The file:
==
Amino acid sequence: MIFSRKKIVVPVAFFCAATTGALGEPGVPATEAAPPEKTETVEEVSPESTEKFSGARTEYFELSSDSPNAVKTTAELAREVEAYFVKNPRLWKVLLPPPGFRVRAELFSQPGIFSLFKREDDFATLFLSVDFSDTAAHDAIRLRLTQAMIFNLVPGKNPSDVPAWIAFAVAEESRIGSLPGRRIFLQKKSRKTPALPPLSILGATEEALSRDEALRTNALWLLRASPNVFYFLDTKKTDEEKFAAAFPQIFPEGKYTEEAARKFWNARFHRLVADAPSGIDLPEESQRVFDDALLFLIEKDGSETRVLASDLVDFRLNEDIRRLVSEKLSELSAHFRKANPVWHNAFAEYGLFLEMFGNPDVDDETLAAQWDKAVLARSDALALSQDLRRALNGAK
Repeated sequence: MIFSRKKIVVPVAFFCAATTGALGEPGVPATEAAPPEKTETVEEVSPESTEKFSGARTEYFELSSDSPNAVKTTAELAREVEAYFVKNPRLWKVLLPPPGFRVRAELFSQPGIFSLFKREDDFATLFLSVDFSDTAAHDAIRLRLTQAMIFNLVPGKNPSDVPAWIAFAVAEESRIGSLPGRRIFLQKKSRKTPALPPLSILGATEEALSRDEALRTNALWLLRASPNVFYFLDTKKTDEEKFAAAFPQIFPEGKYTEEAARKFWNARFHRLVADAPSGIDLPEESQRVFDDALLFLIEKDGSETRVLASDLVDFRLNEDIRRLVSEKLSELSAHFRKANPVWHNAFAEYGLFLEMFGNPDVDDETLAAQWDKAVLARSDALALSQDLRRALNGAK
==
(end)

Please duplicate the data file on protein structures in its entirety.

Amino acid sequence: MIFSRKKIVVPVAFFCAATTGALGEPGVPATEAAPPEKTETVEEVSPESTEKFSGARTEYFELSSDSPNAVKTTAELAREVEAYFVKNPRLWKVLLPPPGFRVRAELFSQPGIFSLFKREDDFATLFLSVDFSDTAAHDAIRLRLTQAMIFNLVPGKNPSDVPAWIAFAVAEESRIGSLPGRRIFLQKKSRKTPALPPLSILGATEEALSRDEALRTNALWLLRASPNVFYFLDTKKTDEEKFAAAFPQIFPEGKYTEEAARKFWNARFHRLVADAPSGIDLPEESQRVFDDALLFLIEKDGSETRVLASDLVDFRLNEDIRRLVSEKLSELSAHFRKANPVWHNAFAEYGLFLEMFGNPDVDDETLAAQWDKAVLARSDALALSQDLRRALNGAK
Repeated sequence: MIFSRKKIVVPVAFFCAATTGALGEPGVPATEAAPPEKTETVEEVSPESTEKFSGARTEYFELSSDSPNAVKTTAELAREVEAYFVKNPRLWKVLLPPPGFRVRAELFSQPGIFSLFKREDDFATLFLSVDFSDTAAHDAIRLRLTQAMIFNLVPGKNPSDVPAWIAFAVAEESRIGSLPGRRIFLQKKSRKTPALPPLSILGATEEALSRDEALRTNALWLLRASPNVFYFLDTKKTDEEKFAAAFPQIFPEGKYTEEAARKFWNARFHRLVADAPSGIDLPEESQRVFDDALLFLIEKDGSETRVLASDLVDFRLNEDIRRLVSEKLSELSAHFRKANPVWHNAFAEYGLFLEMFGNPDVDDETLAAQWDKAVLARSDALALSQDLRRALNGAK